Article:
Review: Birds Of Prey is the fantabulous desperation of one Harley Quinn

Director    Cathy Yan
Written By    Christina Hodson
Starring    Margot Robbie, Rosie Perez, Mary Elizabeth Winstead, Jurnee Smollett-Bell, Ewan McGregor, Ella Jay Basco
Release    7 Feb (UK)    Certificate 15
Review: Birds Of Prey is the fantabulous desperation of one Harley Quinn Movie Review


Grade C+

Matt Looker

17th February 2020

There’s no denying that the Joker is a truly iconic figure. Whether it’s Joaquin Phoenix’s fragile psychopath, Heath Ledger’s cruel anarchist or Cesar Romero’s painted moustache, the character of the Joker is an indelible legend of pop culture. But you wouldn’t want to hang out with him, would you? Imagine all the whoopee cushions and hand buzzers and all that endless itching powder. He’s just a terrible try-hard, isn’t he? So it’s probably apt that this film, which is primarily focused on his sudden absence from Harley Quinn’s life, tries to fill his void by being just as eager to entertain. It’s packed with colourful chaos, wacky narrative devices and fun, so much fun. But just like the Joker’s constant giggling, it also feels a little bit forced. Why so weary-ous, Harley Quinn?

In a sense, this all works in the film’s favour. After a cartoon intro that recaps Harley’s origin from Suicide Squad, a significantly Leto-less sequence follows in which she gets dumped by the Clown Prince and deals with her own heartbreak by getting drunk, buying a hyena and blowing up the ACME chemical plant where the scar-crossed lovers first united. The pace is set immediately, with crazed violence and squeaky-voiced sociopathy playing out in accordance with a jumpy narrative (“4 minutes earlier”) and self-aware narration. Within the first 20 minutes, scenes fire off like synapses in the heartbroken Harley Quinn’s brain while she - despite already being a batshit nutjob - isn’t quite in her right mind.

The result here though is a little like being bashed around the head with a fairground mallet. With a running thread of Quinn trying to find a sense of identity that isn’t defined by her Mr J, this film also feels like it is doing the same after separating from the colossal critical failure of Suicide Squad. It’s a movie that needs a support network of loving friends, so it reaches out to get the audience on side as much as possible, and it jumps through every hoop to try to make that happen.

"Don't worry, there are plenty more fish in the DC"

Just like with any friend going through a terrible breakup though, your willingness to carry them through the aftermath can only go so far until you really just want them to find their feet again and move on. So it is here, with the film taking its time to kick into a higher gear, only really happening when Harley Quinn starts to meet and eventually team up with the other Birds of Prey. Only then does the film sincerely start to have fun as character dynamics and actual plot-driven action take over from on-screen gimmickry and cheap violence. This is the point at which Harley Quinn really finds her feet and moves on from the Joker, and from Suicide Squad, and she is stronger and better for it. It’s just a shame that she takes so long to get there

McGregor never really pulls off the kind of terrifying unpredictability that he’s aiming for here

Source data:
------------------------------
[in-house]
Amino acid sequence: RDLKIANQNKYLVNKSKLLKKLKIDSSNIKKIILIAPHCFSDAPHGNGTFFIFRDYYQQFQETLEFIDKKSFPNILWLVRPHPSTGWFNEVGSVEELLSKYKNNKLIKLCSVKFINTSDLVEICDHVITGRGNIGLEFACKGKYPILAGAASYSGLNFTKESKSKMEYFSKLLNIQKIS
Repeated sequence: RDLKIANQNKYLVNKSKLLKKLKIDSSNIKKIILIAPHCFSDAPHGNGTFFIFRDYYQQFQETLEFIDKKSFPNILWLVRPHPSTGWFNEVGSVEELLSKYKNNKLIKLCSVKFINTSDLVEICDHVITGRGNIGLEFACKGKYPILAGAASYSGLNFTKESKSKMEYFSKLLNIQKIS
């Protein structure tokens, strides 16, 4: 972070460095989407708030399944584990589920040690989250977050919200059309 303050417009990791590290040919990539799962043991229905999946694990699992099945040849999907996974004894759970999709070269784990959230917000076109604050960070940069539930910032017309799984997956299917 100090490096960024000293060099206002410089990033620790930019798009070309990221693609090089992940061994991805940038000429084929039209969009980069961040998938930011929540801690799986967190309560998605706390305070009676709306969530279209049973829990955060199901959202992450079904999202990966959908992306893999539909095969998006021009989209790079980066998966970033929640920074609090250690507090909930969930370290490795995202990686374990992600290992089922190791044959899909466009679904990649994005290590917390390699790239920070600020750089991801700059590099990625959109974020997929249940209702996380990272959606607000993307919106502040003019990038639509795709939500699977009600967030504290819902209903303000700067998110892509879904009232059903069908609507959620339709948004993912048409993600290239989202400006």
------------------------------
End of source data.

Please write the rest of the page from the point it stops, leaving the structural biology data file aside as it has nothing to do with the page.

Of course, Margot Robbie is clearly having a blast the entire way through the movie. She is obviously the movie’s best asset and, while director Cathy Yan is focused on hitting the same zany comic-book note again and again, it’s Robbie who lends the film more credibility with a quality of commitment usually reserved for much higher-brow movies, even if this mostly consists of clipped smirking or cartoonish whining.

Elsewhere, it’s a mixed bag performance-wise. Rosie Perez is great to watch as the hardened alcoholic cop deliberately stereotyped from the movies she loves, while Mary Elizabeth Winstead’s Huntress is supposed to be a character out of her comfort zone but just seems like she is constantly confused by the film’s entire tone. Overall, perhaps the biggest disappointment is Ewan McGregor who, as bad guy crime lord Roman, looks like he’s having the most fun he’s had on a movie set in years. However, aside from one scene in which the character shows a brief streak of genuine misogyny, McGregor never really pulls off the kind of terrifying unpredictability that he’s aiming for here. And I still don’t really understand why he occasionally puts on a black mask other than the fact that his character’s alter ego is 'Black Mask'.

The most threatening he's been since Salmon Fishing In The Yemen

The film’s last act makes up for a lot of the earlier water-treading, consisting mostly of some fun and imaginative action sequences. And yet the film still doesn’t quite land the resolution to its main question: Who is Harley Quinn when she is no longer the Joker’s girlfriend? The suggestion is that the answer lies somewhere between a maternal instinct and her usual anarchic self that we’ve always known anyway. So, the central theme of the movie is at best hugely problematic and at worst entirely pointless.

Of course, any hardened fan will argue that being pointless was the point all along. I just didn't get the punchline. Ha ha ha – the joke’s on me. So fun. Bzzzzz. Fart. Honk. Etc.

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